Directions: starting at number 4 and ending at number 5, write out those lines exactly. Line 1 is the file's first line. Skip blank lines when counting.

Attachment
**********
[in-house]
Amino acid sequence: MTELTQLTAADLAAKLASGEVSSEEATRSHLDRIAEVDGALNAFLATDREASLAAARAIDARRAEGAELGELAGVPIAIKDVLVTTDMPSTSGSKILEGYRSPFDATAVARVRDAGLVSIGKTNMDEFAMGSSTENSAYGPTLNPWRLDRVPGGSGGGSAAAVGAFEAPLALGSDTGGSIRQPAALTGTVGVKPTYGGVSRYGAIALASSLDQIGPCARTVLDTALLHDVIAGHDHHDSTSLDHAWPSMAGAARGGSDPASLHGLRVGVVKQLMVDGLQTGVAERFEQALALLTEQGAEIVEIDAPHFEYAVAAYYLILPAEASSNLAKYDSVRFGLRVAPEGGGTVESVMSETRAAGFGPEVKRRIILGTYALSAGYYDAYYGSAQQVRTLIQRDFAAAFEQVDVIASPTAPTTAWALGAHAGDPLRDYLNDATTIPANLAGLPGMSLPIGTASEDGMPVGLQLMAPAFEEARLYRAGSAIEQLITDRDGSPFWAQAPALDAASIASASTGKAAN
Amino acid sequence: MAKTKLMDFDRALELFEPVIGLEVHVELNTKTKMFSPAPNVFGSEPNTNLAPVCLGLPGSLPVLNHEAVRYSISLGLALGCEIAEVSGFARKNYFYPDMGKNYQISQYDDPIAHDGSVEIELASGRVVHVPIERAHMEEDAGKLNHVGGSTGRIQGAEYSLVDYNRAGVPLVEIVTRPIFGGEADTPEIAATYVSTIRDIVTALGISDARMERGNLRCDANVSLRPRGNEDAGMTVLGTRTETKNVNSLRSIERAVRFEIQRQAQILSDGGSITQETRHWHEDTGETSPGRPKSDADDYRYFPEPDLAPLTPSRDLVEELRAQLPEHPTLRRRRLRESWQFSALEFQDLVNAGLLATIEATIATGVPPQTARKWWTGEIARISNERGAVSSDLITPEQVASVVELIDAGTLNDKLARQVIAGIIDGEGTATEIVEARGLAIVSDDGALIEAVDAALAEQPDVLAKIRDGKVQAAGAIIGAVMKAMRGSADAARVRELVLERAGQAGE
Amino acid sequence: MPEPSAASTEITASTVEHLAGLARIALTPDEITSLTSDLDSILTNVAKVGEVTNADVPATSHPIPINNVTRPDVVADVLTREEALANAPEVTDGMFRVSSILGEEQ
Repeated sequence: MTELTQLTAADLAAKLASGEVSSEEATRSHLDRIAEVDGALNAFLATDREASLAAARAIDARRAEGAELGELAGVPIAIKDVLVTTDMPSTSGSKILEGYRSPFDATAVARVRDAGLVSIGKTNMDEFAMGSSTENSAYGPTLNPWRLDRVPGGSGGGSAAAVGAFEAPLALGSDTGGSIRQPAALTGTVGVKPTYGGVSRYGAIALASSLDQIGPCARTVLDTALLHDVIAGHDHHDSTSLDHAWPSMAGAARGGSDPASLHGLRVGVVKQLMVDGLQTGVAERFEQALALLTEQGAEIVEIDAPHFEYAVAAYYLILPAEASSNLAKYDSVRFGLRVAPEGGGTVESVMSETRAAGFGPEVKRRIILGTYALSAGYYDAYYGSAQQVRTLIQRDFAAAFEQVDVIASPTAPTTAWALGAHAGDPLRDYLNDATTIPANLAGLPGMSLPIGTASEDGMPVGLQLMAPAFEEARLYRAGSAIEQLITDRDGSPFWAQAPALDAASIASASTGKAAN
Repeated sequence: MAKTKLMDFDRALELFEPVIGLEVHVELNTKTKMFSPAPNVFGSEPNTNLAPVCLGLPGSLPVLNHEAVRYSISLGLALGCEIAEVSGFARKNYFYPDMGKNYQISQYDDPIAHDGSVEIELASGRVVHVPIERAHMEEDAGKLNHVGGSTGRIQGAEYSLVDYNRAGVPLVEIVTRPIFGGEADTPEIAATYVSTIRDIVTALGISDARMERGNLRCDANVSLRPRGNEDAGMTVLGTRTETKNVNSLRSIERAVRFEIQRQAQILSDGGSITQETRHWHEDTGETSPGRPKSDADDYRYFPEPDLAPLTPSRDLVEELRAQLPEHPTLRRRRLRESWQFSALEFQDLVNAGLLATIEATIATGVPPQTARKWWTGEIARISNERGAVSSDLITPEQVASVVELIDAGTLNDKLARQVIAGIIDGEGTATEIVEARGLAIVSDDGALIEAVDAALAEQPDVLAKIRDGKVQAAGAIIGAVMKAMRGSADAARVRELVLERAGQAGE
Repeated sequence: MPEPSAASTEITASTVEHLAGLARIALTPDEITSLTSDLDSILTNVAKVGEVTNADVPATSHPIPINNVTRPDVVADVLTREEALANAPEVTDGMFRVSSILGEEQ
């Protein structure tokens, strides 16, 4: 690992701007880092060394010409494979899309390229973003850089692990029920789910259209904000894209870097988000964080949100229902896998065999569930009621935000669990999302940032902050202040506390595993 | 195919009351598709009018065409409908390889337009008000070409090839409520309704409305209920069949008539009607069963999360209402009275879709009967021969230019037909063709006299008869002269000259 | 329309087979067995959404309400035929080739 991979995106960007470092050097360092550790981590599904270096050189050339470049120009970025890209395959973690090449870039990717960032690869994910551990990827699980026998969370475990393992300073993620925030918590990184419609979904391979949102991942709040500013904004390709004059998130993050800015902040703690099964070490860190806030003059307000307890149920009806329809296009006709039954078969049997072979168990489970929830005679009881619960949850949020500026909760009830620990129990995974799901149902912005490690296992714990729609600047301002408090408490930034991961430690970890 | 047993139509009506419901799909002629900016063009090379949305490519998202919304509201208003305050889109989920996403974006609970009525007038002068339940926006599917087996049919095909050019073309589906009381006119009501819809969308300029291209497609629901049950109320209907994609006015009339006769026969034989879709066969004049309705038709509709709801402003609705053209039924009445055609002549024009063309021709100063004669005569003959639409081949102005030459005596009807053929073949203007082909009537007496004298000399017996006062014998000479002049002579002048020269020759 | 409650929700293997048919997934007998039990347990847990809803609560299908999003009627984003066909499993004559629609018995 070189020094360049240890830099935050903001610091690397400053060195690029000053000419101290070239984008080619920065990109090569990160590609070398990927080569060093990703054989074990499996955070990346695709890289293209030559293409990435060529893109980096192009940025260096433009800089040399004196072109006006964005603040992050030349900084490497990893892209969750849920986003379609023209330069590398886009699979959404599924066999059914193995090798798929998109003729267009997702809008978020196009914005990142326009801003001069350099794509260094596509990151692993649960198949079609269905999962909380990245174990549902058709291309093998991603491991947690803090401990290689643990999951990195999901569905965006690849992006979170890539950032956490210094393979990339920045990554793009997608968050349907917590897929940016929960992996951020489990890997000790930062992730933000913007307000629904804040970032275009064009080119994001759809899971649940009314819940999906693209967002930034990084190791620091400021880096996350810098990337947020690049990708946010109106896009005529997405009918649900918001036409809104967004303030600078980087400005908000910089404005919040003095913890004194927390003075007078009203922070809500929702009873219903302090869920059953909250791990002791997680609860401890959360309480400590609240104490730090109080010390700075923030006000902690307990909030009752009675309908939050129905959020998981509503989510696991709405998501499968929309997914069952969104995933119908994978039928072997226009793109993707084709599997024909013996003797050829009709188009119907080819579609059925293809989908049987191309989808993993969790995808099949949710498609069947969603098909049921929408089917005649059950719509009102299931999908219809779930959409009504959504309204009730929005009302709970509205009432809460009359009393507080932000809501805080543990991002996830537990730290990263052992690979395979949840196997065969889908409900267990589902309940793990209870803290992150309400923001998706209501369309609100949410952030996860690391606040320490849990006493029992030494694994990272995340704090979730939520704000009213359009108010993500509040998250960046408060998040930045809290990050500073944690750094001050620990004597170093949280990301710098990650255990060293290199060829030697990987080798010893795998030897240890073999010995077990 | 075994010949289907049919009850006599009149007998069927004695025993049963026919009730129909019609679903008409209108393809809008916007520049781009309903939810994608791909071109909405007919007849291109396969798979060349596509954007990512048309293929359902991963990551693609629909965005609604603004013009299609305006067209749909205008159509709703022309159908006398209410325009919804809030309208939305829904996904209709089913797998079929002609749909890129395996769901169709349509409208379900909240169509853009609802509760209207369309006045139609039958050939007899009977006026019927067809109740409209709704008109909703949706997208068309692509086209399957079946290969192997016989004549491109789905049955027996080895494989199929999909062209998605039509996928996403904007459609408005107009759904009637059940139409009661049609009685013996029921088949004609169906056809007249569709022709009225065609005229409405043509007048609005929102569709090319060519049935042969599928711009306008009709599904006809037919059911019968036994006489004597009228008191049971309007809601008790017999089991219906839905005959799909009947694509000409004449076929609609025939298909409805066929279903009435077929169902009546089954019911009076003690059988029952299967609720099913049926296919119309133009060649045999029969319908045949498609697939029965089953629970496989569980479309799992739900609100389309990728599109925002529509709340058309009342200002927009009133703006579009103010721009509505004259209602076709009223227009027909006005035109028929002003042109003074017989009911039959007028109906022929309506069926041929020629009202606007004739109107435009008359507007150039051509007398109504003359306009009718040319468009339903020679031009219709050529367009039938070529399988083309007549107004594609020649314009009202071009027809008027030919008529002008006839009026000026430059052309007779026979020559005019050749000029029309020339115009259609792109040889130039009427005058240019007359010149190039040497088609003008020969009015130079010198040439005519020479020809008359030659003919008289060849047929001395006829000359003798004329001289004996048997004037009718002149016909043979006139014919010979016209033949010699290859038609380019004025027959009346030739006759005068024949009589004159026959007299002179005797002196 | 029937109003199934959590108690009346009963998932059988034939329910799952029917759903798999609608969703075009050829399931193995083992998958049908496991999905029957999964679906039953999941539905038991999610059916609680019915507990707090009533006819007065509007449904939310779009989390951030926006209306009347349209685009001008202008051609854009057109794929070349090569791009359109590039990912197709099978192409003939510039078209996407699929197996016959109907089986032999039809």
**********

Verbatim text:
Amino acid sequence: MPEPSAASTEITASTVEHLAGLARIALTPDEITSLTSDLDSILTNVAKVGEVTNADVPATSHPIPINNVTRPDVVADVLTREEALANAPEVTDGMFRVSSILGEEQ
Repeated sequence: MTELTQLTAADLAAKLASGEVSSEEATRSHLDRIAEVDGALNAFLATDREASLAAARAIDARRAEGAELGELAGVPIAIKDVLVTTDMPSTSGSKILEGYRSPFDATAVARVRDAGLVSIGKTNMDEFAMGSSTENSAYGPTLNPWRLDRVPGGSGGGSAAAVGAFEAPLALGSDTGGSIRQPAALTGTVGVKPTYGGVSRYGAIALASSLDQIGPCARTVLDTALLHDVIAGHDHHDSTSLDHAWPSMAGAARGGSDPASLHGLRVGVVKQLMVDGLQTGVAERFEQALALLTEQGAEIVEIDAPHFEYAVAAYYLILPAEASSNLAKYDSVRFGLRVAPEGGGTVESVMSETRAAGFGPEVKRRIILGTYALSAGYYDAYYGSAQQVRTLIQRDFAAAFEQVDVIASPTAPTTAWALGAHAGDPLRDYLNDATTIPANLAGLPGMSLPIGTASEDGMPVGLQLMAPAFEEARLYRAGSAIEQLITDRDGSPFWAQAPALDAASIASASTGKAAN